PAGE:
September 30, 2022

News West

West Coast News Network

Biden focuses on clean energy job creation as climate summit comes to a close

President Biden urged Americans and world leaders to commit to a faster shift toward clean energy Friday, arguing at the close of the global climate summit he convened that fighting climate change is a challenge but also an economic opportunity.

“Nations that work together to invest in a cleaner economy will reap rewards for their citizens,” the president said.

The two-day virtual summit brought together the leaders of more than three dozen countries, including the largest emitters of planet-warming gases.

On Friday, discussions focused on the steps nations could take to reduce their carbon emissions and highlighted the efforts of smaller countries such as Denmark, Norway, and Singapore to shift their energy sectors to renewable sources — and away from oil, gas and coal.

“This was exciting. This was energizing,” said John F. Kerry, Biden’s climate envoy, even as he acknowledged that most countries, including the U.S., are still not doing enough to keep global warming below the 1.5-degree Celsius threshold. That is the number scientists say would prevent the most catastrophic effects of climate change.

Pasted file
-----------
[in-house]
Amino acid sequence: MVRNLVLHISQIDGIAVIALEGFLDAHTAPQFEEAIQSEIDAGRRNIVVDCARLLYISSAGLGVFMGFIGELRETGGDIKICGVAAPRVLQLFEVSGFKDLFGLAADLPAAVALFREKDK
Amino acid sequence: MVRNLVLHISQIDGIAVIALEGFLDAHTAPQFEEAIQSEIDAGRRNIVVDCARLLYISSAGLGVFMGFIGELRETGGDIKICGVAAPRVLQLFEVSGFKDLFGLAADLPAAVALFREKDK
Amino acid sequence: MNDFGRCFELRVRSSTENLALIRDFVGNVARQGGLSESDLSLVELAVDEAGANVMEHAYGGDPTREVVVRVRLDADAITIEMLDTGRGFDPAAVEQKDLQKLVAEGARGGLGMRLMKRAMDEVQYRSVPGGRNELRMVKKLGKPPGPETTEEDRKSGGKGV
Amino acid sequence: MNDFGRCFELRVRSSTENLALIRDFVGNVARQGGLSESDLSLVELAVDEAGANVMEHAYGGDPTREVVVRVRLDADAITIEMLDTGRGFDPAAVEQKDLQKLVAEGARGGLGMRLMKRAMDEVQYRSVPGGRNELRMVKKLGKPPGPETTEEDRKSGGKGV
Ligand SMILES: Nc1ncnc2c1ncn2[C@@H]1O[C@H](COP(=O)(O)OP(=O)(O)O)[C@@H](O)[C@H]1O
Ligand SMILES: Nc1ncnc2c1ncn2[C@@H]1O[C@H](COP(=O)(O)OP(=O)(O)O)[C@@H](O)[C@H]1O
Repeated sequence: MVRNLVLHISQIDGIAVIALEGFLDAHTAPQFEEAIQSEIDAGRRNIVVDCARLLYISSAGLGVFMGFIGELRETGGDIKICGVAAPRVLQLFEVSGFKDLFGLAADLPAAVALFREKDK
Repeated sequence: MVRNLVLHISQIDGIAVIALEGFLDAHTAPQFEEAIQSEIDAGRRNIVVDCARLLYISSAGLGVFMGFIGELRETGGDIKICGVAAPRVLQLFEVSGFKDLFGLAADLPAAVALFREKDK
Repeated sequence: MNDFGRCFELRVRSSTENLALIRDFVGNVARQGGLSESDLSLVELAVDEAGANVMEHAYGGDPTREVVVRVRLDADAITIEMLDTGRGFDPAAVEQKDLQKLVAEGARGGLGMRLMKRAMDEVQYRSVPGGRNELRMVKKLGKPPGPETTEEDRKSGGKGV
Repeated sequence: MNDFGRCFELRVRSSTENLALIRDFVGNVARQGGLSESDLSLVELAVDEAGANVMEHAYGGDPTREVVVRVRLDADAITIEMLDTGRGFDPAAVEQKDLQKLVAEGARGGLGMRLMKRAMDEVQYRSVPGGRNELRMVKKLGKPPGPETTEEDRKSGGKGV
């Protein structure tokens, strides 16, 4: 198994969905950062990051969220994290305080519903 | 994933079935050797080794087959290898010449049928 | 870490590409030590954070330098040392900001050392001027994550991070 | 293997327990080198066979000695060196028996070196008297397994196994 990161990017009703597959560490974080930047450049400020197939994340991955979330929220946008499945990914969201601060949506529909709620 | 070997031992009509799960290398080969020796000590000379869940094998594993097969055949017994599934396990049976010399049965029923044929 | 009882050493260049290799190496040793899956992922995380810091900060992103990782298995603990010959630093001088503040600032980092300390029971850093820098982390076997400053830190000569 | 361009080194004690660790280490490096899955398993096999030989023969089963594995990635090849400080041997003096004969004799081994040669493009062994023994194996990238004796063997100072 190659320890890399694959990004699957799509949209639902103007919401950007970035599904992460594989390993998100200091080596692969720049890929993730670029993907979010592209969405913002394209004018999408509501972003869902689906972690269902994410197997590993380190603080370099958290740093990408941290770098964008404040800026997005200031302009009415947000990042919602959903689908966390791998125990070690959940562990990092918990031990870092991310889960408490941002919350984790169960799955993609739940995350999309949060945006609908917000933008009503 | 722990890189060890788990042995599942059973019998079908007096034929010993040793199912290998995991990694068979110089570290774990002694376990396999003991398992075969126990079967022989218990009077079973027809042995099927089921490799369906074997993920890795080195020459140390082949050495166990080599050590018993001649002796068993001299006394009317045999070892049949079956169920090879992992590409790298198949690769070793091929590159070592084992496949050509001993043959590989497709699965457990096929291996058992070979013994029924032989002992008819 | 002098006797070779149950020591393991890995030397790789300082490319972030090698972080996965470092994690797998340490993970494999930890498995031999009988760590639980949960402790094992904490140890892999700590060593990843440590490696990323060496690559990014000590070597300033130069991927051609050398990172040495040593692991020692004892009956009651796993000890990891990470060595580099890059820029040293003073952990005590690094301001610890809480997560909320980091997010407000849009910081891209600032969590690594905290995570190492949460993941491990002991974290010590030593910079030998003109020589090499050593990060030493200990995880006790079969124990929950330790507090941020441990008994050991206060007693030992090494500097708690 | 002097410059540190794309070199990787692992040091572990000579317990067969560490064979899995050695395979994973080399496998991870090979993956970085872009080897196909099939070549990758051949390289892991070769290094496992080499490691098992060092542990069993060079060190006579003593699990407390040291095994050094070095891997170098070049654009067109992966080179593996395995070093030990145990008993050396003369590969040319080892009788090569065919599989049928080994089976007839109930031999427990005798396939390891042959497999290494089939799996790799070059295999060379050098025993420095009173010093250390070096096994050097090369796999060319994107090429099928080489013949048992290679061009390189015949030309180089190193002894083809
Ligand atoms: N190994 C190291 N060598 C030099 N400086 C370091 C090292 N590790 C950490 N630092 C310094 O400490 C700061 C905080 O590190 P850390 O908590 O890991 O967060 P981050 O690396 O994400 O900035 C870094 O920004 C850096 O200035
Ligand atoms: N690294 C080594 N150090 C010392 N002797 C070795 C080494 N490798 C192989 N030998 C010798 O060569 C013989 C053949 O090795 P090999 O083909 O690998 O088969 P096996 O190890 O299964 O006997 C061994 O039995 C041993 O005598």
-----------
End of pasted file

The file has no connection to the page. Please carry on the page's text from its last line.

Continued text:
“As a community of nations writ large, we are not getting the job done,” Kerry said, later adding, “It’s not a lack of capacity, it’s an apparent lack of willpower.”

The summit served as a platform for Biden to announce that he was doubling America’s initial commitment under the Paris climate agreement by pledging to cut the country’s emissions by as much as 52 percent below 2005 levels by 2030. He also promised that his administration would double its contribution to help developing countries combat and adapt to climate change, pledging to spend roughly $5.7 billion by 2024.

Other countries followed his lead. In the days before to the summit, leaders of the European Union and Britain strengthened their climate targets. Japan and Canada announced deeper cuts to carbon emissions by 2030 on the first day of the international gathering and South Korea promised to put a stop to public financing of coal-fired power plants.

Still, China and India — the Nos. 1 and 3, producers of carbon emissions — offered nothing new. Neither country announced stronger plans to reduce emissions in the near term, to end their reliance on coal-generated electricity or, in China’s case, to stop bankrolling coal-fired plants abroad.

Many other world leaders offered vague assurances that they would prioritize fighting climate change, eventually. Poorer countries emphasized that wealthier nations bore the brunt of the responsibility for global warming and should shoulder most of the costs of undoing the damage.

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